IN the year 355, the Christians of the imperial city I startled their neighbours by a series of violent and threatening demonstrations. Armed crowds of them filled the streets, and monks and sacred virgins hid themselves from the riot. An inquiring pagan would have learned that the Emperor Constantius, who had waded to supremacy through a stream of blood, was attempting to force on their Bishop and themselves the damnable heresy of Arius. A few weeks before, Constantius had sent his eunuch with rich presents to Liberius, suavely asking him to condemn a certain fiery Athanasius who resisted the heresy. Liberius had courageously refused, and, when the eunuch had cunningly left the gifts beside the tomb of St. Peter, the Bishop had had them cast out of the church. When the exasperated eunuch had returned to the Emperor at Milan, the Christian community had prepared for drastic action, and it was presently known that the civic officials at Rome had received orders to seize the Bishop and send him to Milan. The Christians threatened resistance, and for a few days the city was enlivened by their turbulence. At last, Liberius was dragged from his house at night and taken to Milan; and, since he bravely resisted the Emperor to his face, he was sent on to remote and inhospitable Thrace. Then the clergy, and as many of the faithful as could enter, gathered in their handsome new basilica on the site of the Laterani Palace and swore a great oath that they would know no other bishop as long as Liberius lived. One, at least, of the clergy set out--no doubt amidst the cheers of the people--to accompany his Bishop into exile; this was the deacon Damasus, who was destined to be the next Pope of prominence in the Roman calendar. The scene reminds us forcibly of the dramatic transformation which had taken place since, a century before, Pope and Anti-Pope had been sent in chains to the mines. For fifty years after that date the Liber Pontificalis is a necrology, a chronicle of gloomy life in the Catacombs. Eleven Popes out of the thirteen who followed Urban I. are--most of them wrongly--described as martyrs, and the record of their actions shrinks to a few lines. At last, with Bishop Eusebius, the chronicle brightens and lengthens; and then, under the name of Silvester, it swells to thirty pages and glows with tokens of imperial generosity. The darkest hour of the Church has suddenly changed into a dazzling splendour.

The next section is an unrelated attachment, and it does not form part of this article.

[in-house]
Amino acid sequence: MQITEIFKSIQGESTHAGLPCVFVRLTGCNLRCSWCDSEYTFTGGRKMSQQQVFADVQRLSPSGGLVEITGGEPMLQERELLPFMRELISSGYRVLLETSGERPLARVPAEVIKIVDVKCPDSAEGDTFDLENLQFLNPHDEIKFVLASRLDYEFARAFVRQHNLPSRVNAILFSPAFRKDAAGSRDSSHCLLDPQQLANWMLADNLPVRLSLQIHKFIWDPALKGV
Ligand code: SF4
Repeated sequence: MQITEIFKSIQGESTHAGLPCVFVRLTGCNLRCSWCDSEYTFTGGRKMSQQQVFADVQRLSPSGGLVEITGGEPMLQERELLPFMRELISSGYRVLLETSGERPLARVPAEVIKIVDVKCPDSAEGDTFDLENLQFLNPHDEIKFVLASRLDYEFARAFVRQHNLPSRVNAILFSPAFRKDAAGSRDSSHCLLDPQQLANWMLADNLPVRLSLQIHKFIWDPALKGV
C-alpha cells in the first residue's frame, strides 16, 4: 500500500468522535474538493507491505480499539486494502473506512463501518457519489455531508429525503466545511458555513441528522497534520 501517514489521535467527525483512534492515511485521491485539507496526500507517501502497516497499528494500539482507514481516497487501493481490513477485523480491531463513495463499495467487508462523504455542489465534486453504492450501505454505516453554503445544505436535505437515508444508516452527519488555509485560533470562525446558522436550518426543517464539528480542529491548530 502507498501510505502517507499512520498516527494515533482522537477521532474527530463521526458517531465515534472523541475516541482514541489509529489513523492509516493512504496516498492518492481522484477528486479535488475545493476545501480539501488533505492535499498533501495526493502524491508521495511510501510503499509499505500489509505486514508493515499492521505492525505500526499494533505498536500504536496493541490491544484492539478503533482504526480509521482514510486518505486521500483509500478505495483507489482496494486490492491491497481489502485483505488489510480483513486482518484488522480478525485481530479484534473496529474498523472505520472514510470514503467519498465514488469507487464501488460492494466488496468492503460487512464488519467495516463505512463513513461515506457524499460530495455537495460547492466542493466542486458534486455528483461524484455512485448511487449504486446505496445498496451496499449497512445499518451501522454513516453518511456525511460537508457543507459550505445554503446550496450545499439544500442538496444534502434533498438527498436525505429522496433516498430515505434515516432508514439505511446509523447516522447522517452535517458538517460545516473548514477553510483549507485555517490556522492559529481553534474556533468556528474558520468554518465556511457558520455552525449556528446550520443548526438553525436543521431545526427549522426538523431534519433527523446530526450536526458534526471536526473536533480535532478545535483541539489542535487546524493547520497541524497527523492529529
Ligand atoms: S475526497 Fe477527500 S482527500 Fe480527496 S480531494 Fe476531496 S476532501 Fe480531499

The historical revolution reflected in this early chronicle of the Popes is well known. For eighty years after the death of Callistus, the hope of the faithful was painfully strained. The Decian persecution ( 249-251) sent some to the heroic death of the martyr, many to the corrupt officials who sold false certificates of apostasy, and very many back to the pagan temples. Then another schism and another Anti-Pope appeared; and the alliance with St. Cyprian and the African bishops, which had at first promised aid against the schismatics, ended in a contemptuous repudiation by the African bishops of Rome's claim to jurisdiction. The Valerian persecution dissolved the feud in blood, and, then, forty years of peace enabled the Roman Christians to recover and to extend their domain. Two or three small basiliŠ were erected or adapted. But, in the year 303, the new hope was chilled by the dreaded summons of the persecutor, and, for the last time, stern-set men and gentle maidens set out to face the headsman. Rome did not suffer much in the next seven years of persecution, but one can imagine the feelings of the faithful when they saw century thus succeed century without bringing any larger hope even of a free place in the sun. And then, in rapid succession, came the triumph of Constantine, the issue of their charter of liberty (the Edict of Milan, 313), the imperial profession of Christianity, the grant to the Christian clergy of the privileges of Roman priests, and the building of large basilicŠ, and scattering of gold and silver over their marble altars. Even the transfer of the court to Constantinople hardly dimmed the new hope. It remained "a new form of ambition to desert the altars," the pagans murmured, and no one dare thwart the zeal of the clergy.